Cybercriminals expand targeting of Iranian bank customers with known mobile malware
Researchers have uncovered more than 200 fake mobile apps that mimic major Iranian banks to steal information from their customers.
Initially, the threat actor behind the campaign created 40 credential-harvesting apps imitating four major Iranian banks, including Bank Mellat, Bank Saderat, Resalat Bank and Central Bank of Iran.
These apps mimicked legitimate versions found on the popular Iranian marketplace Cafe Bazaar and were distributed through several phishing websites. The first campaign lasted from December 2022 until May 2023.
In the ongoing campaign detected by Zimperium, the hackers created malicious apps that now imitate 12 Iranian banks. Once installed, these apps also scan victims’ phones to find cryptocurrency wallet apps — an indication that they could be targeted in the future, researchers said.
The earlier versions of fake apps could steal banking login credentials and credit card information, intercept SMS traffic to steal one-time passwords used for authentication, and hide app icons to prevent uninstallation.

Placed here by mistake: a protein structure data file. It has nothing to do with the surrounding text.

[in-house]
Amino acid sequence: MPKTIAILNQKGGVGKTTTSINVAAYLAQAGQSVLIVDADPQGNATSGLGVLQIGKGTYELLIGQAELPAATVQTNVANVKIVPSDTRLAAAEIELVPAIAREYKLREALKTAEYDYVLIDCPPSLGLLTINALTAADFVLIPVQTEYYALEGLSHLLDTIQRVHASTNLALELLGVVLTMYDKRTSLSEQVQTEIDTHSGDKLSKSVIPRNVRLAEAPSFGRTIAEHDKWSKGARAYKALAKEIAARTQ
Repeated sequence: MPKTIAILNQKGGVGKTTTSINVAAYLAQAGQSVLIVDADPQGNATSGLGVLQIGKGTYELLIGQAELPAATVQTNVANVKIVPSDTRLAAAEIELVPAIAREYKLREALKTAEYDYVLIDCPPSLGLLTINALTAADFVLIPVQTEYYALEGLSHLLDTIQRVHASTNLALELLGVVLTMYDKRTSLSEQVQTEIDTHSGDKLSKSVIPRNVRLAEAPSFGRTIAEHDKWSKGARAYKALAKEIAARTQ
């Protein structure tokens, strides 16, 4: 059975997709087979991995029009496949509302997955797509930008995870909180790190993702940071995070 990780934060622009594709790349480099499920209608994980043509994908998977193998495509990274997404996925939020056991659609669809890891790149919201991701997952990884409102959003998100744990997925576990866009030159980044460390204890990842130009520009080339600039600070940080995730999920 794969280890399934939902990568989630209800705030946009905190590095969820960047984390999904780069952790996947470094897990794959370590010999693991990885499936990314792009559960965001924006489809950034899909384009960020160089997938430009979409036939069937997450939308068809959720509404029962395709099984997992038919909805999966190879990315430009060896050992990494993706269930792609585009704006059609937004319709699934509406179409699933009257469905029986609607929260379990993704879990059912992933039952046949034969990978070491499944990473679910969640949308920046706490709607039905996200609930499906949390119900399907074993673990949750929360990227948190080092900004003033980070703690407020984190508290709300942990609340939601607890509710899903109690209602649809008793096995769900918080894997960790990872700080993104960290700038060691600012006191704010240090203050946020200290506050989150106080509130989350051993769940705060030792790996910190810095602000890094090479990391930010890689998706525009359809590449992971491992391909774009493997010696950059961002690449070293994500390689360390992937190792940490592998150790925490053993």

In a new campaign, the hackers added more capabilities to their malware to make it easier to harvest credentials and steal data. The hackers also narrowed their focus to Xiaomi and Samsung devices to execute some of the malware features, according to the report.
Other evidence suggests that the attackers are now likely working on a malware variant that targets iOS devices, the researchers said.
In addition to malicious apps, the same threat actor is linked to phishing attacks targeting customers of the same banks. “The phishing campaigns used are sophisticated, trying to mimic original sites in the closest detail,” researchers said. The data stolen by the phishing sites is sent to Telegram channels controlled by hackers.
It is not yet clear which threat actor is behind this campaign and how many users were affected by it.
Last week, researchers at Microsoft uncovered a similar information-stealing campaign targeting customers of Indian banks with mobile malware. The cybercriminals behind the campaign trick users into installing fraudulent banking apps on their devices by impersonating legitimate organizations, such as financial institutions, government services and utilities.
is a reporter for Recorded Future News based in Ukraine. She writes about cybersecurity startups, cyberattacks in Eastern Europe and the state of the cyberwar between Ukraine and Russia. She previously was a tech reporter for Forbes Ukraine. Her work has also been published at Sifted, The Kyiv Independent and The Kyiv Post.